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Nerdarchy > Film, TV and Video  > Joining Call Sums Up Our Worst Online TTRPG Experiences Perfectly
Joining Call online TTRPG

Joining Call Sums Up Our Worst Online TTRPG Experiences Perfectly

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Ah, digital gaming. This glorious dumpster fire of a year has shifted many tables into online platforms from the comfort of gamer pads. While online tabletop roleplaying games are a boon to some they can also magnify the problems so many TTRPGs run into. Scheduling and herding players onto a single day — and then getting them to actually show up — is already an epic quest. Add in online elements, lost dice, children, drunk players and bad internet connections and we’ve got Joining Call.

Joining Call celebrates fun fiasco of online TTRPG play

Joining Call is a short film about a group of friends trying to play Dungeons & Dragons online but stuck facing the realities of quarantine related obstacles. At 12 minutes long it’s an adorable story most of us can find some relation to. Interestingly the film was also made in quarantine remotely — with every actor having to set dress, light and record themselves. So basically it’s a meta short film that’s realistic about the times and reminds me of one house rule I always keep: If you lose your d20 or drop it you get disadvantage. I can’t count the number of times online games have gone sideways while we all sit and wait for a player to figure out how to roll dice. It is the single most maddening aspect I find running games online. So when the character Kaden spends the film tearing apart his apartment in search of his lucky d20 I could feel the barbarian rage taking hold. Like a sharp needle in the back of my eye.

Have you run into any of the characters in your online runs?

Like, comment, subscribe and all that jazz if you like to support content creators. I was actually shocked about how many people are involved with putting together a small film. Patrick Edwards (writer of Space Tripping and The Red Opera) and Ash Blodgett created the story and Ash did all the amazing direction and editing to pull this film together during the quarantine. But over twenty other people helped bring this to life. All from friggin’ home! Check it out and laugh at the sad attempts of trying to game online.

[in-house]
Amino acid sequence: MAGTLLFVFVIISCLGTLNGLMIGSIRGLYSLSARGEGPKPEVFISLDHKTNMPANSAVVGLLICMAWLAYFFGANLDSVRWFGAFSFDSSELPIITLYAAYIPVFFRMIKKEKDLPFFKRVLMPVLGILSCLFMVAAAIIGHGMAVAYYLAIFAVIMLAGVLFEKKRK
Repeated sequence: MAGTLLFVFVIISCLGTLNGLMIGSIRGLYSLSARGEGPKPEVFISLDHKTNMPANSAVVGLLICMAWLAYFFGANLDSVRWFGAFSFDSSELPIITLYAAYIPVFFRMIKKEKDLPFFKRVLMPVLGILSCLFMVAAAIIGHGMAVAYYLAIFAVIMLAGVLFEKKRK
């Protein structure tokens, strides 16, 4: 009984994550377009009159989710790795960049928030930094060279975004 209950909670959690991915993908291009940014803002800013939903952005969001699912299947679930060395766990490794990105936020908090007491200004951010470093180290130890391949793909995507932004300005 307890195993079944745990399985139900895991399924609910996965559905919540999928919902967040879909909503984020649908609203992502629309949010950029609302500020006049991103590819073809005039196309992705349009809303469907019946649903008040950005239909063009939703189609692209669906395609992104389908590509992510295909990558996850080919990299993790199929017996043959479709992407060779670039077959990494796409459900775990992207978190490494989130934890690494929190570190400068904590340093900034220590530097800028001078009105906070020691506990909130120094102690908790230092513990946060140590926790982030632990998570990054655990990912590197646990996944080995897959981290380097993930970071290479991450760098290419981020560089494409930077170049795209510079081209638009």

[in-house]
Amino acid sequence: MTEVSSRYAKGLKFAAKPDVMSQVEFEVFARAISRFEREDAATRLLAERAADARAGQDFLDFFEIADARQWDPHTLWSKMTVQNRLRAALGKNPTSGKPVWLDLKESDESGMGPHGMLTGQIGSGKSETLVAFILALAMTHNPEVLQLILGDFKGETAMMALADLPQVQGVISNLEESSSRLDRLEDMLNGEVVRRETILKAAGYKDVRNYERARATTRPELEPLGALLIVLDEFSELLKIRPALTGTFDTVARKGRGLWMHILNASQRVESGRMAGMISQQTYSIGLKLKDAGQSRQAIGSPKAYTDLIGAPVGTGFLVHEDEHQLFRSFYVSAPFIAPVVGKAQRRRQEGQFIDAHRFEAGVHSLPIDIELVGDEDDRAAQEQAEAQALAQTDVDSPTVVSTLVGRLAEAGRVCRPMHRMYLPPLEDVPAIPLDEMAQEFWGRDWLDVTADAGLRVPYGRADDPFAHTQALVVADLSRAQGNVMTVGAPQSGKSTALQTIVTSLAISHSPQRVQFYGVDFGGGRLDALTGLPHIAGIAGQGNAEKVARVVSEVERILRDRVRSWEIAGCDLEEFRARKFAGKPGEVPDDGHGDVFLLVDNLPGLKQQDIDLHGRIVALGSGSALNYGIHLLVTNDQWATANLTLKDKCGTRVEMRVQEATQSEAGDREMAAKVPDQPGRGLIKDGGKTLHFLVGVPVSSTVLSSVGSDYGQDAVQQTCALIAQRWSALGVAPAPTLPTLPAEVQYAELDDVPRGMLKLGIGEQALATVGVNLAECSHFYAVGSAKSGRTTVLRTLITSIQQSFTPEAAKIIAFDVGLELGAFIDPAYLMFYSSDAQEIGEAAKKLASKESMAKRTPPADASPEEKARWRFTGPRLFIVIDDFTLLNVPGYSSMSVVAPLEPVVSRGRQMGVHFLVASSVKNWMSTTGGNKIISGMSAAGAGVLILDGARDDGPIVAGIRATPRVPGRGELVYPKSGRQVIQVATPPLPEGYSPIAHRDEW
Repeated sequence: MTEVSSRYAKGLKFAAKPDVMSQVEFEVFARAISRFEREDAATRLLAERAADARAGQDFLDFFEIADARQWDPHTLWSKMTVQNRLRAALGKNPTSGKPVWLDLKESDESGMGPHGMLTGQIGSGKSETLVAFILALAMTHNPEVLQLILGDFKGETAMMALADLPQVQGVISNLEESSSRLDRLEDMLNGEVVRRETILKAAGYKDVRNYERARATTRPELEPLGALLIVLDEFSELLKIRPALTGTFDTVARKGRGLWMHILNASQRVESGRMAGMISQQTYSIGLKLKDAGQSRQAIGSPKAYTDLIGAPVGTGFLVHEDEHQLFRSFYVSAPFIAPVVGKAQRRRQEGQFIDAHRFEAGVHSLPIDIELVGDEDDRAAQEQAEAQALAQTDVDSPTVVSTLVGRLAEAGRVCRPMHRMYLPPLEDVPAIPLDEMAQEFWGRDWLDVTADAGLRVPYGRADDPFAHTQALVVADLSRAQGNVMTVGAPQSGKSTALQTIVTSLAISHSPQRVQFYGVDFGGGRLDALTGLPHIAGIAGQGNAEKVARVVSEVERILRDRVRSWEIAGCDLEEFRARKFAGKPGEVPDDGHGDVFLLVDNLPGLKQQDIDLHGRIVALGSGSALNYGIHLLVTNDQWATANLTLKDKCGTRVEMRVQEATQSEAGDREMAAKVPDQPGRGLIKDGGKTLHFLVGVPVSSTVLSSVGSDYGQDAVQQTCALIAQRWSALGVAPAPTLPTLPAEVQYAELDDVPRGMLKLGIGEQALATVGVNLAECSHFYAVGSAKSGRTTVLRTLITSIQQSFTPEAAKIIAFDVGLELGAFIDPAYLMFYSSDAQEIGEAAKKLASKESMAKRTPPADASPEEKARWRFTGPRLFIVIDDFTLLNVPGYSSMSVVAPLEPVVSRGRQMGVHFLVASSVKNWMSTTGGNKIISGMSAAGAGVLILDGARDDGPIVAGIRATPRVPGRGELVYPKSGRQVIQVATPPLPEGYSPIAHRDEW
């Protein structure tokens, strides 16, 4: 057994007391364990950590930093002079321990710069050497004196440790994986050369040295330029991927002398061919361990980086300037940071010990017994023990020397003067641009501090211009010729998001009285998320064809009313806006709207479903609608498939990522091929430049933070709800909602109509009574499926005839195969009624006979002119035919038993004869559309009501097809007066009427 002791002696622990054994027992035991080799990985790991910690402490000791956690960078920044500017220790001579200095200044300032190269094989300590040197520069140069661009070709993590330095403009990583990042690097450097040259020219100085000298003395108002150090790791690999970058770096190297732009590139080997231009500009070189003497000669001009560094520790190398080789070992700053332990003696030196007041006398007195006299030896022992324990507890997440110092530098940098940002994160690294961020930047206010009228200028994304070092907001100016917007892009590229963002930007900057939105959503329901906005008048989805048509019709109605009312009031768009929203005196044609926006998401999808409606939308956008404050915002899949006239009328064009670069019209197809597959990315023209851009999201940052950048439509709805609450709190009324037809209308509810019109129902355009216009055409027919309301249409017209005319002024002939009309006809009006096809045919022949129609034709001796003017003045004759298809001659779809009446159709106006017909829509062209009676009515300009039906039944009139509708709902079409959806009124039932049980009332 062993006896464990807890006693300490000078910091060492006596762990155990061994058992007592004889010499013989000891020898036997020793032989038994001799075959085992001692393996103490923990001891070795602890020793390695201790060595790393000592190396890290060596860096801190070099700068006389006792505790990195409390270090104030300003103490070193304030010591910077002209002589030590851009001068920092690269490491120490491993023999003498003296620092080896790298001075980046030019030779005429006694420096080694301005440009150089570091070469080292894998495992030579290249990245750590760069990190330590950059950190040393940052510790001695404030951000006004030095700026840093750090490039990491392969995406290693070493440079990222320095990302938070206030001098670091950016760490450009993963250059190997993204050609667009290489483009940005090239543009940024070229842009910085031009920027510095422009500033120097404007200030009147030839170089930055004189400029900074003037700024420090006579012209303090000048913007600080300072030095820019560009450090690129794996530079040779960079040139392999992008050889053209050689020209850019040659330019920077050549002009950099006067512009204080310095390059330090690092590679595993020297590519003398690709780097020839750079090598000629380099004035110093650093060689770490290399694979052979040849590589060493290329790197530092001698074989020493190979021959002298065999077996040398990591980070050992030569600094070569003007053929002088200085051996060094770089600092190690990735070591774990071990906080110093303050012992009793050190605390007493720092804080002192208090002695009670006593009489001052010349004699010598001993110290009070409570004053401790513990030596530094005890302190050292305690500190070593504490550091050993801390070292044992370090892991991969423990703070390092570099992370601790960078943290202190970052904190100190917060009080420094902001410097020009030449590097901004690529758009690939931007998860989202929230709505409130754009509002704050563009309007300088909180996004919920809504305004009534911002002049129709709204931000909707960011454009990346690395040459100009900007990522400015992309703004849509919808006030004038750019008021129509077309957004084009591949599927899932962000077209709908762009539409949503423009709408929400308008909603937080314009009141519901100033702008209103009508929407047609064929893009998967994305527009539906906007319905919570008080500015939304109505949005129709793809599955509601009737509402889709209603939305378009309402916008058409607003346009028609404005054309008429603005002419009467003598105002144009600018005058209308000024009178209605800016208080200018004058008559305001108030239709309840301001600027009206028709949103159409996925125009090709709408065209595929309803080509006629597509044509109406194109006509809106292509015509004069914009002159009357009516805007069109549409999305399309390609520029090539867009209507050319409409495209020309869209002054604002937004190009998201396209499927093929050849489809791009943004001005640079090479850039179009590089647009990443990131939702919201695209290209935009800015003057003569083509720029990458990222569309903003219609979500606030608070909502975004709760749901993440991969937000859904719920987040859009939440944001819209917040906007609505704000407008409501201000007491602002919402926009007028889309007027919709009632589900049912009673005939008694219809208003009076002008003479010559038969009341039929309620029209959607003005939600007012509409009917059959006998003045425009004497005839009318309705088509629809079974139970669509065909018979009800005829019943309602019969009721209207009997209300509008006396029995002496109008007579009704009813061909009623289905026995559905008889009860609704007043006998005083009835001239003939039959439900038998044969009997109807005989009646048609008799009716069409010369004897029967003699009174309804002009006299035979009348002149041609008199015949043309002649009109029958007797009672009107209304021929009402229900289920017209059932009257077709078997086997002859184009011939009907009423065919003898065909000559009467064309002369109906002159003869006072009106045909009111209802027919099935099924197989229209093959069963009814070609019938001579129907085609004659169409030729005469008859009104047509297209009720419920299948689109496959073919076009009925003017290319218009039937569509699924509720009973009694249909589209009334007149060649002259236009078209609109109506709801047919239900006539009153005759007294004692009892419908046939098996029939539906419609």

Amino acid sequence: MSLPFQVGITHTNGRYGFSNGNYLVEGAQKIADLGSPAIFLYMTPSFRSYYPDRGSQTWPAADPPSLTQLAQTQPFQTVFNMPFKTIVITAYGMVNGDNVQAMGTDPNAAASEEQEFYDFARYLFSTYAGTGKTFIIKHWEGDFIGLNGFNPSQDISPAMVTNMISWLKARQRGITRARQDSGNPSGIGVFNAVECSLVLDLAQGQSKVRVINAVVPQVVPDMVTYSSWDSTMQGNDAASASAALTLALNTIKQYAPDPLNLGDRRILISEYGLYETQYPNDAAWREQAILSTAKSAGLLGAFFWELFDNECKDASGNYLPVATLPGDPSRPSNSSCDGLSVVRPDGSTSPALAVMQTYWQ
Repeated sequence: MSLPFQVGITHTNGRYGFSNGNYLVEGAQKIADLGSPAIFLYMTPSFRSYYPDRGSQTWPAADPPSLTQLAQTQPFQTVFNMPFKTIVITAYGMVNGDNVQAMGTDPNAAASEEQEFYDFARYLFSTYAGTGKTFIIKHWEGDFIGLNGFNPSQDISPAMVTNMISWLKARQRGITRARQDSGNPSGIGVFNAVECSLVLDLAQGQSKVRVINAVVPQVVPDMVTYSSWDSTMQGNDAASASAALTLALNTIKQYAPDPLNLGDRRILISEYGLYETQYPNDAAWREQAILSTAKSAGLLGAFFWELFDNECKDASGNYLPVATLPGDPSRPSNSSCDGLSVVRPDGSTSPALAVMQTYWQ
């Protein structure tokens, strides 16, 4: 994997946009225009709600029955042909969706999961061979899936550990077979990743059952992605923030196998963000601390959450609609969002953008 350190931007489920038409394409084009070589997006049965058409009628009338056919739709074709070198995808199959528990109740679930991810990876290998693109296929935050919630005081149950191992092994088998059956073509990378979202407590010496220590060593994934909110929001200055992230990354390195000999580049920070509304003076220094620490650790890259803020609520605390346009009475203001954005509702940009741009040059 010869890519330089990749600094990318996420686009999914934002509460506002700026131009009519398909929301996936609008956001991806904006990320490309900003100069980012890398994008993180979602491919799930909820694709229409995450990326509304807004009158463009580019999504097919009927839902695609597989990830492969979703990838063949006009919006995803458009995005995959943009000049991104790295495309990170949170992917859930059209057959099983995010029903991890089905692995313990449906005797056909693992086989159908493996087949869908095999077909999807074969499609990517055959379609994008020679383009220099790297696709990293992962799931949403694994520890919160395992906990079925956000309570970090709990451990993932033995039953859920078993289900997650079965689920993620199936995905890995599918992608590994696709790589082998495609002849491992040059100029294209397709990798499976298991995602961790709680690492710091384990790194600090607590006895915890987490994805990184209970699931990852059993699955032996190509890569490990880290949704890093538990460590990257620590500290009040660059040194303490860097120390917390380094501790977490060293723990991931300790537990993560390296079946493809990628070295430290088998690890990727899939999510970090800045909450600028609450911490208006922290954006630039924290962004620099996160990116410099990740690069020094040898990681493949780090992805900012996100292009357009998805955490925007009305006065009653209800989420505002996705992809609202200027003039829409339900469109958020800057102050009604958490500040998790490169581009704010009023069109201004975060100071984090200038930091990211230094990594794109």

Do you have any RPG parody videos worth checking out? Post them in the comments below and let’s get a mini-watch party going!

Rick Heinz

Freelance writer and blogger Rick Heinz is the author of <a href="https://www.amazon.com/Seventh-Age-Dawn-Rick-Heinz/dp/1941758894" target="_blank" rel="noopener noreferrer">The Seventh Age novel series</a> (a post-apocalyptic sarcastic urban fantasy) and <a href="https://www.kickstarter.com/projects/stonejamison/the-red-opera-rpg?ref=9qe4d2" target="_blank" rel="noopener noreferrer">The Red Opera: Last Days of the Warlock</a> You can follow the game or urban fantasy related thingies on <a href="https://twitter.com/crankybolt" target="_blank" rel="noopener noreferrer">Twitter</a> or reach out for writing at RickHeinzWrites@gmail.com. Let us just mention that I've logged countless caffeine-driven hours spent playing Diablo. From this I've gotten hooked into writing and storytelling and have now replaced my hours slaying digital demons. My work primarily features around tabletop roleplaying games such as Dungeons & Dragons, Dread, Eclipse Phase, and Vampire: The Masquerade. In terms of writing fiction content and game systems, along with speaking at conventions about How to (Not) suck at Storytelling. Reach out and contact me at <a href="mailto:RickHeinzWrites@gmail.com" target="_blank" rel="nofollow noopener noreferrer">RickHeinzWrites@gmail.com</a> if you've a question.

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